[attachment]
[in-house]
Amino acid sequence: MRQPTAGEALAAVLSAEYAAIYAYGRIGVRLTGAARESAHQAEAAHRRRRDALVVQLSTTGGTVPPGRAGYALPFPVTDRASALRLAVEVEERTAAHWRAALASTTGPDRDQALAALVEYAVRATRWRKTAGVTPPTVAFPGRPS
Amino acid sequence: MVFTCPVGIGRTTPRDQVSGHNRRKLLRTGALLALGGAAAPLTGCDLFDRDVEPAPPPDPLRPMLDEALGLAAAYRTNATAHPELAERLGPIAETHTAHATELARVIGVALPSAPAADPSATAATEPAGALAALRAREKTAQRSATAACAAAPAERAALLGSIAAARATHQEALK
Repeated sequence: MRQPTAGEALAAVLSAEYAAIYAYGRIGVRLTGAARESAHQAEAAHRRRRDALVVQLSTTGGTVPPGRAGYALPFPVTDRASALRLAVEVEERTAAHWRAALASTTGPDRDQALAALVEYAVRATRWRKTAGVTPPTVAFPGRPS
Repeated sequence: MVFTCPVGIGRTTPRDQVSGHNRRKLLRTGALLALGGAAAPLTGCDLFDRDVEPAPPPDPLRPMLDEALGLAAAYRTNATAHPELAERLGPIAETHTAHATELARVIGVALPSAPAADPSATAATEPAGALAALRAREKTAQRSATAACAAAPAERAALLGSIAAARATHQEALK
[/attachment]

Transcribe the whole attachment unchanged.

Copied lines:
[in-house]
Amino acid sequence: MRQPTAGEALAAVLSAEYAAIYAYGRIGVRLTGAARESAHQAEAAHRRRRDALVVQLSTTGGTVPPGRAGYALPFPVTDRASALRLAVEVEERTAAHWRAALASTTGPDRDQALAALVEYAVRATRWRKTAGVTPPTVAFPGRPS
Amino acid sequence: MVFTCPVGIGRTTPRDQVSGHNRRKLLRTGALLALGGAAAPLTGCDLFDRDVEPAPPPDPLRPMLDEALGLAAAYRTNATAHPELAERLGPIAETHTAHATELARVIGVALPSAPAADPSATAATEPAGALAALRAREKTAQRSATAACAAAPAERAALLGSIAAARATHQEALK
Repeated sequence: MRQPTAGEALAAVLSAEYAAIYAYGRIGVRLTGAARESAHQAEAAHRRRRDALVVQLSTTGGTVPPGRAGYALPFPVTDRASALRLAVEVEERTAAHWRAALASTTGPDRDQALAALVEYAVRATRWRKTAGVTPPTVAFPGRPS
Repeated sequence: MVFTCPVGIGRTTPRDQVSGHNRRKLLRTGALLALGGAAAPLTGCDLFDRDVEPAPPPDPLRPMLDEALGLAAAYRTNATAHPELAERLGPIAETHTAHATELARVIGVALPSAPAADPSATAATEPAGALAALRAREKTAQRSATAACAAAPAERAALLGSIAAARATHQEALK